Tuesday, 24 April 2012
Monday, 23 April 2012
- To be a good writer one must have talent. However, we can never control the quality or amount of talent we have. We either have lots or little. And therefore, we can either chose to spend all of our talent in one go, or use it up slowly, to ensure that it lasts a long time.
- If we lack talent, than we can rely on focus and endurance. A good writer is capable of focusing and enduring the ordeal of churning out a good piece of writing. According to Murakami, more than a mental activity, writing actually has more to do with physical stamina. In this sense, talent will get you some place, but you can only roam endlessly if you have focus and endurance.
- Running won’t generate ideas for someone experiencing a writers’ block. The act of running requires so much focus that it’s unlikely one’ll be thinking of anything else but finish the course. Running, however, will clear your mind, and allow for new ideas to spring out in its aftermath. As in, after a good run, sit down and write.
- When we say things like “18 ‘til I die”, it means that we die when we are 18, because we can never be 18 throughout our lives. Not in the mental sense, and certainly not in the physical one. Our ability to survive and thrive depends on our capability to adapt to change.
- It’s no use to fight time, because time will always win. So, the best thing that we could do is to enjoy the things that we love to do as much as possible. Our lives have limits, and when we’ve learned to recognize those limits, we’ll be able to enjoy what we have in our hands to the fullest.
- It’s never to late to start up something new, and actually succeed in it. If something is worth doing, then it’s worth doing it your best, maybe even beyond your best. Murakami didn’t start writing until he was 29, and he didn’t start running until he was 33. He is now a well-knownwriter and runs at least a marathon every year.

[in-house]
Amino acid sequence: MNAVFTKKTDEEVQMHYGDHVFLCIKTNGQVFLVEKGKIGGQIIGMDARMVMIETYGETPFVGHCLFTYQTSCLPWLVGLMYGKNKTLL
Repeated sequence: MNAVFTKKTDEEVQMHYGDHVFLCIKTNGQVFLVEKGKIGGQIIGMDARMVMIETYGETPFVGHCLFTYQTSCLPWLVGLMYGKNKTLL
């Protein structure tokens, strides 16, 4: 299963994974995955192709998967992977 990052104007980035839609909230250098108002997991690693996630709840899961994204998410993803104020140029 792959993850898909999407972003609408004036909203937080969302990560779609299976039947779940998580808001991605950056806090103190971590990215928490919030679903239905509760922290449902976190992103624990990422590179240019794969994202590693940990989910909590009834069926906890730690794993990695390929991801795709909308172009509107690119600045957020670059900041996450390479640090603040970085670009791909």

- You can learn about yourself by analyzing the things you cannot live without. Murakami said that most of what he knows about writing was learned through running every day. I am a football fan. I can’t imagine life without football. I have no idea yet what this means, but maybe by understanding this fascination, I’d be able to learn more about myself.
Tuesday, 17 April 2012
|The ruins of Ta Prohm|
And so, when the opportunity was presented to me during a 7-day stay in Cambodia just a few weeks ago (thank God for the ASEAN Summit), I promised myself to learn as much as possible about this country and its people. I knew that I could never be able to understand, appreciate, and love Cambodia the way Schanberg did. But I’d be damned if I didn’t at least try.
It’s not so difficult to feel a ping of pity towards the Cambodian people. Compared to some of the people in Southeast Asia (especially when compared to us living in the sub-region’s archipelago), the Cambodians, to say the least, have endured a tumultuous history. In plain French, “they’ve had it f#&*in’ hard”.